Mary E. Klassen
Thirty-five graduates of Anabaptist Mennonite Biblical Seminary were reminded of the “the simple yet not so simple four-letter word: Love” by speaker James Logan, PhD, at the commencement service on Saturday, May 24, at College Mennonite Church.
In his address, “A Christian Politics of (Sometimes Funky) Love,” the Earlham College professor demonstrated what he does in his teaching: bringing “the voices, the passion, the street knowledge of ordinary people into the sacred and too often sanitized halls of academia, including the seminary and the divinity school and also into the peace churches.”
Logan, who did his doctoral thesis on the ethics of incarceration, named ways in which the world needs the love and contributions of the graduates. He pointed to violence and conflict; children dying because of malnutrition, lack of water and substandard medical care; Black and Latino men incarcerated because of racial injustice; and how consumerism and “me-ism” seem to be the highest measure of what it means to be human.
Logan affirmed the ways students in the class of 2014 are already deeply engaged in the tough love required of followers of Jesus through ministries related to poverty, hunger, racism and unjust incarceration, peace and justice, care for the environment, and care for those considered to be people with disabilities. While he acknowledged that graduates are aware that “the struggle is real,” he challenged them to continue and expand their involvement in the tough issues present in the world.
“It is especially important to remember that the pursuit of love will sometimes be ‘funky,’” he emphasized. “When you involve yourself deeply in the politics of Christian love in this world you will find that there is sometimes going to be a physical and moral stench that accompanies your human associations.”
“As you go forward to a world yearning for your sometimes funky Christian love—that is, a sometimes tear-soaked, pissed off, yet refusing-to-give-up-on-one-another-and-the-world kind of love, take the complicated lessons you learned at AMBS with you,” Logan said.
Make sure that you go forward wrapped the Christian love “with a wise mixture of toughness, gentleness, joy, courage, prudence, temperance, humility, mercy, and a very, very difficult peaceableness,” he added.
The supreme example, Logan said, is Jesus: “aching and suffering love for the very humanity that nailed him to and then hung him from a cross.” Real Christian love must not be an escape, he added; “real Christian love is an entry into the needs of the present, sharing in its suffering, its needs and activities and its hope.”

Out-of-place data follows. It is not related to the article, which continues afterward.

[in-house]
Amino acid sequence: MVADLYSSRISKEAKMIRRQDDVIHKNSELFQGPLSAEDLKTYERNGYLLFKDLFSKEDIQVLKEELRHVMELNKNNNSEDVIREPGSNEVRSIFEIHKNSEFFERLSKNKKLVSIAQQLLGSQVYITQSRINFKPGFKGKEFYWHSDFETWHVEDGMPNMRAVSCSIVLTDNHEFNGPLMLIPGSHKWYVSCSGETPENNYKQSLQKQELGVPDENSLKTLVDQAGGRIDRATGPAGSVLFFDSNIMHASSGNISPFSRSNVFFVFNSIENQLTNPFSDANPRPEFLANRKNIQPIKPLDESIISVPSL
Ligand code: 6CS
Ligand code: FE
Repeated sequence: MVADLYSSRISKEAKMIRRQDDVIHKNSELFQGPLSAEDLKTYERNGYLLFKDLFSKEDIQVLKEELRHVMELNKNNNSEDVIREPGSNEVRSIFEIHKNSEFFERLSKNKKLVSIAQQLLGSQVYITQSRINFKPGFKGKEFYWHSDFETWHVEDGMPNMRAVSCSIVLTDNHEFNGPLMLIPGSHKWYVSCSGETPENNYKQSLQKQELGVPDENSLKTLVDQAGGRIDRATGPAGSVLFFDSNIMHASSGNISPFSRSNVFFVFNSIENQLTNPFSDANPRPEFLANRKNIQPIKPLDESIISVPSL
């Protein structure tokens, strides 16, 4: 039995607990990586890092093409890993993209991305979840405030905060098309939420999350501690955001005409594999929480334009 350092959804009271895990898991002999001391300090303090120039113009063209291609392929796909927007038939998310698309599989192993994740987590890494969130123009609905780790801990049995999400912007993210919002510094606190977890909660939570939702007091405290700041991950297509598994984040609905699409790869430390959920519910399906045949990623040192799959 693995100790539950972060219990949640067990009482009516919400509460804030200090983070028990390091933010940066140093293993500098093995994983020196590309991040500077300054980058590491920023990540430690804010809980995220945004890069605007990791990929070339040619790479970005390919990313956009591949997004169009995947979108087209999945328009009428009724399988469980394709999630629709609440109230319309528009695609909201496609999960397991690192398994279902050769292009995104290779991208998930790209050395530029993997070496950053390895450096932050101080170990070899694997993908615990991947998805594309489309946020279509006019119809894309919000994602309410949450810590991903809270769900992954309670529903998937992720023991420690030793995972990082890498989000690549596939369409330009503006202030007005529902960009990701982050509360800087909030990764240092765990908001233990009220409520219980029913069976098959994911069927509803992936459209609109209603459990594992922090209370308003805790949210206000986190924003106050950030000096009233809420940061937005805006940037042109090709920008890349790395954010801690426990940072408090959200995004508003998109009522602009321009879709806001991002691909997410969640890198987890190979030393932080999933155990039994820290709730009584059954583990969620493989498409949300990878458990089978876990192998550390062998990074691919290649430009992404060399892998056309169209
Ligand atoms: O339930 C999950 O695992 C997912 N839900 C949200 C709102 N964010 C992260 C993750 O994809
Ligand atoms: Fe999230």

I Corinthians 13 provided the Scripture text for the service, and it was read in four languages represented among the graduates. Martin Navarro read in Spanish, Chaiya Hadtasunsern in Thai, Theo Odhiambo in Swahili and Lydia Nofziger read in English.
Sixteen graduates received the Master of Divinity degree, representing three years of study to prepare for different forms of ministry. Three students earned the Master of Arts: Peace Studies; two the Master of Arts: Theological Studies and two the Master of Arts in Christian Formation. Certificates representing one year of study were presented to eleven students, and one student completed the AMBS–Great Plains Foundation Program of Study.
Six graduates are from Canada; one of these is originally from Korea, another is currently living in Germany. One graduate is living in Korea, another in Paraguay; one each is from Tanzania and Thailand. The remainder are from the U.S.
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On Friday morning, May 23, AMBS faculty honored the following graduates with awards:
Joon Hyoung Park
Award of excellence in missional leadership
Award of excellence in preaching
Award of excellence in pastoral care and counseling
Award of excellence in Christian formation
C.J. Dyck award for excellence in history
Jason Greig, Eric Vandrick
Marlin E. Miller award for theological studies
Gertrude Roten award for excellence in Greek exegesis
Millard Lind award for excellence in biblical interpretation
Heart of the Community Award